2++High-quality systematic reviews of case–control or cohort studies. High-quality case–control or cohort studies with a very low risk of confounding or bias and a high probability that the relationship is causal
2+Well-conducted case–control or cohort studies with a low risk of confounding or bias and a moderate probability that the relationship is causal
2−Case control or cohort studies with a high risk of confounding or bias and a significant risk that the relationship is not causal
3Non-analytic studies, e.g., case reports, case series
4Expert opinion
Grades of Recommendation
AAt least one meta-analysis, systematic review or RCT rated as 1++ and directly applicable to the target population; or a body of evidence consisting principally of studies rated as 1+, directly applicable to the target population and demonstrating overall consistency of results
BA body of evidence including studies rated as 2++, directly applicable to the target population and demonstrating overall consistency of results; or extrapolated evidence from studies rated as 1++ or 1+
CA body of evidence including studies rated as 2+, directly applicable to the target population and demonstrating overall consistency of results; or extrapolated evidence from studies rated as 2++
DEvidence level 3 or 4; or extrapolated evidence from studies rated as 2+
a RCT: Randomized controlled trial.
Table 2. Details and practice guidelines of Whole School Restorative Approaches.
Table 2. Details and practice guidelines of Whole School Restorative Approaches.
Name of ApproachEssential ElementsPractice GuidelineGrade of Recommendation
Primary education
Whole School Restorative Approach
-
Circles: Community circles, justice circle, academic circle, faculty circle and family circle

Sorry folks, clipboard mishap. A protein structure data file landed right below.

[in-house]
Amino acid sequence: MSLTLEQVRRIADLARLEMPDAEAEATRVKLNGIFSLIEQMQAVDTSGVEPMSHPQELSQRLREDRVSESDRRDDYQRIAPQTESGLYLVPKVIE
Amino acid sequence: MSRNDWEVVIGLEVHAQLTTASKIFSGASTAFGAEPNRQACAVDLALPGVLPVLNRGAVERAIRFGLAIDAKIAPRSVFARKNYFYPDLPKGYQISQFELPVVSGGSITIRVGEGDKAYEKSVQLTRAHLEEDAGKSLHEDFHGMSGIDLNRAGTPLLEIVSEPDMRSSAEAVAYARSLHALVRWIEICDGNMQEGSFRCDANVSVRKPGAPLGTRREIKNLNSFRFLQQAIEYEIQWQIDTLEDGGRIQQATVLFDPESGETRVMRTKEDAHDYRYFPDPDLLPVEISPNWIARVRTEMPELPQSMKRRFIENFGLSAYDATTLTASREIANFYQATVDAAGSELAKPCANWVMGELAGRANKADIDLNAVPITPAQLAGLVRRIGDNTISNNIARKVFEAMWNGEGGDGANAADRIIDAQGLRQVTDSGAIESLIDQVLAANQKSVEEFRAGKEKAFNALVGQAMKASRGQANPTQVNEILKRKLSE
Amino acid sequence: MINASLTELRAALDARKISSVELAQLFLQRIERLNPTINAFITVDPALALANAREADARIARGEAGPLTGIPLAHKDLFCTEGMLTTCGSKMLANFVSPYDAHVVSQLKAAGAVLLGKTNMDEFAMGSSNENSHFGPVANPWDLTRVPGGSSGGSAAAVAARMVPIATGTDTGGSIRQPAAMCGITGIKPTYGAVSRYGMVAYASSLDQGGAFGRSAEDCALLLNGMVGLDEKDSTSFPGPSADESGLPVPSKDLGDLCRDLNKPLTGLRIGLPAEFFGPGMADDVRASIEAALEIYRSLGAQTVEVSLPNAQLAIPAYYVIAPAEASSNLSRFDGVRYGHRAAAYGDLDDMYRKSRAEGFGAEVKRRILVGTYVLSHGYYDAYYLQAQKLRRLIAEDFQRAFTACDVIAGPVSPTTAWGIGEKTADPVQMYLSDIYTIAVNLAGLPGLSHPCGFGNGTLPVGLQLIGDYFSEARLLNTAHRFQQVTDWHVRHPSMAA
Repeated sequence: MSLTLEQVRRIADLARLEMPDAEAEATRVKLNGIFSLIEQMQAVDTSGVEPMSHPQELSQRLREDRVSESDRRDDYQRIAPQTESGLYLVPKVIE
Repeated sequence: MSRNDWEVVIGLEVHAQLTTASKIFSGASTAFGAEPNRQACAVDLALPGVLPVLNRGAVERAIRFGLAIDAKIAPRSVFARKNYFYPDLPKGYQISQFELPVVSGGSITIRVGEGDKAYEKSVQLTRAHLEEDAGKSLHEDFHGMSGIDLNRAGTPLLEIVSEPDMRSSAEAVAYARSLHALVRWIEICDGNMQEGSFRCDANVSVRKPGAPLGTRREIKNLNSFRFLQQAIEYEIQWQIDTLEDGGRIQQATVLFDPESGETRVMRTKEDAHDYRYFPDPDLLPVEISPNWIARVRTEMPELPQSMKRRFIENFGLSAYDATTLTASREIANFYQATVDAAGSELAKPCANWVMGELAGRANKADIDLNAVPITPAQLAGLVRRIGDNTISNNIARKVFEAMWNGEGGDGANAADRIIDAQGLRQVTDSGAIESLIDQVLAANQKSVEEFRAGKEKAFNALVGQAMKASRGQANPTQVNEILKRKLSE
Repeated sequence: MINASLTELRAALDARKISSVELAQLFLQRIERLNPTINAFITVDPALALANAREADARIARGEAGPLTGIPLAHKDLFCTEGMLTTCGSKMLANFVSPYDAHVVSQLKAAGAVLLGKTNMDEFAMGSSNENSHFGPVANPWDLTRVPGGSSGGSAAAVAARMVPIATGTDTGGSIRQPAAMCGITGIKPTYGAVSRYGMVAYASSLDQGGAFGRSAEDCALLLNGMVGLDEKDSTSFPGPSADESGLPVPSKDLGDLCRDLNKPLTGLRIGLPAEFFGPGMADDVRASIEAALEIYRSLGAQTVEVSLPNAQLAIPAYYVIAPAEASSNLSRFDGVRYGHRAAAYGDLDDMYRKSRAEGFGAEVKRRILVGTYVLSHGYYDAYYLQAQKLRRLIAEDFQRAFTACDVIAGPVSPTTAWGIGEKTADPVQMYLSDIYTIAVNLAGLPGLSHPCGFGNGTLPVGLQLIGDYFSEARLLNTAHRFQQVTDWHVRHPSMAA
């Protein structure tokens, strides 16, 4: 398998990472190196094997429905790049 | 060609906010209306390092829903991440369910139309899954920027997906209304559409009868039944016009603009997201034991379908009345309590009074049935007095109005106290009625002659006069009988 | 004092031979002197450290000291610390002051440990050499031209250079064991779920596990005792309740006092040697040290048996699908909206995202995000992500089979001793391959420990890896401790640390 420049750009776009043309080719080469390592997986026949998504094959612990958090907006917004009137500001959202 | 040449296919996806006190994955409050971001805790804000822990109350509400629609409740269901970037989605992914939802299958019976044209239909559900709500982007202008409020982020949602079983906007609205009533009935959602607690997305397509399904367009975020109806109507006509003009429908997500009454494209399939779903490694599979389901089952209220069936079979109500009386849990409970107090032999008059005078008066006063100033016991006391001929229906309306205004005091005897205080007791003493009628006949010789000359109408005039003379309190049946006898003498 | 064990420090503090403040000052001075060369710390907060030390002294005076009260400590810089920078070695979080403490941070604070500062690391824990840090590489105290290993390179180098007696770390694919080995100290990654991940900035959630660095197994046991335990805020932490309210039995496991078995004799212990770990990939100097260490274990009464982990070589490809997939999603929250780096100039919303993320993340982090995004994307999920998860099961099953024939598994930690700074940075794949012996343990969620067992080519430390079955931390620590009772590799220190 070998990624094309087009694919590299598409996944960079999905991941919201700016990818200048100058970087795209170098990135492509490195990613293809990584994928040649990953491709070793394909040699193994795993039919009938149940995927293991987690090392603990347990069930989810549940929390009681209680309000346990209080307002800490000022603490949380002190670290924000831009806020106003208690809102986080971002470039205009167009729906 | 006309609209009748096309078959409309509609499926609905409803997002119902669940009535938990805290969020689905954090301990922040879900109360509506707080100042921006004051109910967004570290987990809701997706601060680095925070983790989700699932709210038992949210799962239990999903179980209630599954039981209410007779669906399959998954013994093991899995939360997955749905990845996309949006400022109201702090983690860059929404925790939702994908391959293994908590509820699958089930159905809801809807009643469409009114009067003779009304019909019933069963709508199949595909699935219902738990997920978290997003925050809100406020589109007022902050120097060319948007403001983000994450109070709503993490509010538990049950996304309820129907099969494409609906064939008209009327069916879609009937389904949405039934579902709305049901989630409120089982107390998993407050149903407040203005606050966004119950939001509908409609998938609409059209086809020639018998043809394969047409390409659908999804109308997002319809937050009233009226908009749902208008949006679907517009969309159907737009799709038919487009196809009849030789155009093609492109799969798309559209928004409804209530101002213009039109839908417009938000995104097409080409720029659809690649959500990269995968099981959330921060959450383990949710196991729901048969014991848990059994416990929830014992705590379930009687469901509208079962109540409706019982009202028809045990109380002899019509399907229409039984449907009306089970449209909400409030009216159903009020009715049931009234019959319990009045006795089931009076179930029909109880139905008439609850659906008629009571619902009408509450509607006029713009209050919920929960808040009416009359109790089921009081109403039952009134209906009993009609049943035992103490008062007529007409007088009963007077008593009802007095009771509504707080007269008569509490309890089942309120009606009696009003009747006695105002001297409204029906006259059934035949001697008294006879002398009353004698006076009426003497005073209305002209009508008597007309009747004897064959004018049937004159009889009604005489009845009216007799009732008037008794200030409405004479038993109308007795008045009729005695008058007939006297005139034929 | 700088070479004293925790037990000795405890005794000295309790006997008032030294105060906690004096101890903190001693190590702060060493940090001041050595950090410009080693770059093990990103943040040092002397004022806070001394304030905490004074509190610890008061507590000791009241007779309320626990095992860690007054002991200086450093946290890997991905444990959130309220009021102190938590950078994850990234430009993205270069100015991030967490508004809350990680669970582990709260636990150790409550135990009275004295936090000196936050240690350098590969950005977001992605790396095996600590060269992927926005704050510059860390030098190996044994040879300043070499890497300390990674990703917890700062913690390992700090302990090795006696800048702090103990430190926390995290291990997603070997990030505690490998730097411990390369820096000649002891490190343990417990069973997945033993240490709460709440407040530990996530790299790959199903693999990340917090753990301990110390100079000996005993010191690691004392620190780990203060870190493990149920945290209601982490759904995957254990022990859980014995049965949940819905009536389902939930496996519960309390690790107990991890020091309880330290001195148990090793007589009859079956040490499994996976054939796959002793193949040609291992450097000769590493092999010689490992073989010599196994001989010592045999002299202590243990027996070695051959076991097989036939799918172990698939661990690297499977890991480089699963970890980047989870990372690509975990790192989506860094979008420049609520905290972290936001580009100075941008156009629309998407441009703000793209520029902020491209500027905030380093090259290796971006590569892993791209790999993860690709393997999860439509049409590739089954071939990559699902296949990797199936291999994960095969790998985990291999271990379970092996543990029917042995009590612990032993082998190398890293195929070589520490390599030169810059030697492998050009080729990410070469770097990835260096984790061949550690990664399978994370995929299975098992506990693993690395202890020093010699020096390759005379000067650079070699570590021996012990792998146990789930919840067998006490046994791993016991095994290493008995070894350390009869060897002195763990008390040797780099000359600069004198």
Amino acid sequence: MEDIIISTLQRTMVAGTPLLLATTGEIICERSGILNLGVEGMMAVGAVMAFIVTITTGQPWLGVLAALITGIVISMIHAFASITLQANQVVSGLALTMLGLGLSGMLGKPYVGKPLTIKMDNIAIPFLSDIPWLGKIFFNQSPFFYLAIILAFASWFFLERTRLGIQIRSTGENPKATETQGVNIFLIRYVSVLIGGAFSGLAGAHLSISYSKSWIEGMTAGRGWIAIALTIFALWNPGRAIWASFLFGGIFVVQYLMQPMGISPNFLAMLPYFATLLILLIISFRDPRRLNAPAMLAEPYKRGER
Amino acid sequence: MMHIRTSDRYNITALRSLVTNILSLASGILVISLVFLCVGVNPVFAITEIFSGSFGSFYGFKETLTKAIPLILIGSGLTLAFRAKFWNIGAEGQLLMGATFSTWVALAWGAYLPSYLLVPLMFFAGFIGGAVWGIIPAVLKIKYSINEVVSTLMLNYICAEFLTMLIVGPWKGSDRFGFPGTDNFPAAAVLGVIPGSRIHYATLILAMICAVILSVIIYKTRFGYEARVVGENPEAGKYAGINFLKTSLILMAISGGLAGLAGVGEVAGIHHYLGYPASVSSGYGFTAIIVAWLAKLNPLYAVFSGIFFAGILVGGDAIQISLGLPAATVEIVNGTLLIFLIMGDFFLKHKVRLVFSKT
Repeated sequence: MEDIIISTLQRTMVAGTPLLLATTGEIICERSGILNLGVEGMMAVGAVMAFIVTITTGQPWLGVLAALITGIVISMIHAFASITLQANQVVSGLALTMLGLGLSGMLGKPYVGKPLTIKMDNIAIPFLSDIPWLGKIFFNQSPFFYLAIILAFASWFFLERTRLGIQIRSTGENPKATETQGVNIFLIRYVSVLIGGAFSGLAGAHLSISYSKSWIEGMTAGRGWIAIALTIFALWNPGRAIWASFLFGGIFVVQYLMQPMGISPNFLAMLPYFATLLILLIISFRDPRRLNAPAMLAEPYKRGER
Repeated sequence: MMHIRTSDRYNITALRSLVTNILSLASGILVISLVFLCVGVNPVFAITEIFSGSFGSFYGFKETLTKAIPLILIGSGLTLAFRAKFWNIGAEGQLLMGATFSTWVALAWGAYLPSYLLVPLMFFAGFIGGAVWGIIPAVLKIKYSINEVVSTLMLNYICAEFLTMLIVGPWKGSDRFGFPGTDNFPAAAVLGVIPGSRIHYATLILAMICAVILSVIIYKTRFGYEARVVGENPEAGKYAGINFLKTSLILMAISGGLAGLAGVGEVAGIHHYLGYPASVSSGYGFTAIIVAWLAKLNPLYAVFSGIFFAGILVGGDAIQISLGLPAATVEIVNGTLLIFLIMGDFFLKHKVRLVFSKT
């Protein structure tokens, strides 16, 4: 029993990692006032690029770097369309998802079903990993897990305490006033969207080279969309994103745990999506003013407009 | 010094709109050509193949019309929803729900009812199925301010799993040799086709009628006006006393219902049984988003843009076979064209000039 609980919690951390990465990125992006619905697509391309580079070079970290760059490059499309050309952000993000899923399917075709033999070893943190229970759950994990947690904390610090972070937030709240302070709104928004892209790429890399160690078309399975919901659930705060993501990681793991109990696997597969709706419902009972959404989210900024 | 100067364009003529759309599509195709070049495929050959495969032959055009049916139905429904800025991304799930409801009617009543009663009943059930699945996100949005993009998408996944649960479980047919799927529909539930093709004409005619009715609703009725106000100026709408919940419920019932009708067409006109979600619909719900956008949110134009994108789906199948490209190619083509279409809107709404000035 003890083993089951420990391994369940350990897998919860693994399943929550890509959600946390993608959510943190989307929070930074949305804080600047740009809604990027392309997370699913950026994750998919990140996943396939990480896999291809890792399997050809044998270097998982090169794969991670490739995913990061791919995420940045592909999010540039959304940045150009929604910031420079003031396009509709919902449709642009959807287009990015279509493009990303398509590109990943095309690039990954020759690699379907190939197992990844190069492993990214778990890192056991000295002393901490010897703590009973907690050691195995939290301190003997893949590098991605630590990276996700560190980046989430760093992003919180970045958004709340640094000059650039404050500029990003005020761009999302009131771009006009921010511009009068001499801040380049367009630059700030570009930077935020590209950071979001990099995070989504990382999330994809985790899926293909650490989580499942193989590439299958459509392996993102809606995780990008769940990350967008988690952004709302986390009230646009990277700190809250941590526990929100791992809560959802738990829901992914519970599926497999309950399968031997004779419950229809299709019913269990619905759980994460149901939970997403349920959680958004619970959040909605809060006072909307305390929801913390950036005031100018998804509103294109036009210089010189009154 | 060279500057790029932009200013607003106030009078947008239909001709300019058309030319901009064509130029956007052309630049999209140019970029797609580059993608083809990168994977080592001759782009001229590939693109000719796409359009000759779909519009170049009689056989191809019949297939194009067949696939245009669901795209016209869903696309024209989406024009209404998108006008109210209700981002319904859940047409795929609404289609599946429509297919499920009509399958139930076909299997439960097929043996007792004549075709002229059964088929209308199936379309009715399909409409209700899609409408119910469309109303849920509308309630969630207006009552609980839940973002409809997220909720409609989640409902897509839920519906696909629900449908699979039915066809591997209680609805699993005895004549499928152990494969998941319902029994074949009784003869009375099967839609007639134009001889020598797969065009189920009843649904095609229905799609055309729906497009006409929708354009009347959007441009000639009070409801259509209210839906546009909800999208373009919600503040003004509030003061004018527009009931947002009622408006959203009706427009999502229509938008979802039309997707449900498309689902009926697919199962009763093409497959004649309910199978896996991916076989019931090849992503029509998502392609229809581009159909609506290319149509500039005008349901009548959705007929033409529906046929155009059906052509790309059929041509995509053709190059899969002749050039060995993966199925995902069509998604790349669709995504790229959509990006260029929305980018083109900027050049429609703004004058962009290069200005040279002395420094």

-
Virtues language
-
Practice what you preach
-
Problem-solving factory
-
Virtue assemblies
-
Clubs
-
Civic projects
-
Parent engagement
-
Norwood STREAM project bus
It is recommended in primary education setting with a diverse population of students to improve behavior in the long term [32].D
Restorative Justice Approach as part of the Safe Schools InitiativeRestorative approach:
-
Use of restorative circles with students and teachers that aimed to gather information about their perspective on the school environment.
-
During 45–90 min sessions, students facilitated circles on conflict management and peer relationships.
Other approaches:
-
All teachers at the School had been trained in the Tribes Learning Communities program. Tribes is a program that began in the 1970s and, according to the Tribes′ Website, is a research-based process that creates a culture that maximizes learning and human development. It is a step-by-step process that teachers implement in their classrooms to teach students skills to enable them to work collaboratively in long-term groups called Tribes
It is recommended in primary schools to provide character education; valuing students as individuals, listening to their voices and giving them ownership of the issue and assisting in healing relationships. It is also recommended for the improvement of classroom and whole school climate [33].D
Secondary education
The Learning Together Intervention
-
Primary restorative practices using respectful language to challenge or support behavior and circle time to build relationships.
-
Secondary restorative practices involved implementing restorative conferences to address more serious behavior problems.
-
Lesson plans and slides to guide teachers’ delivery of 5–10 h per year of lessons on social and emotional skills for students.
-
Action group meetings of at least six staff and six students, held twice per term, to review relevant school policies and coordinate the intervention.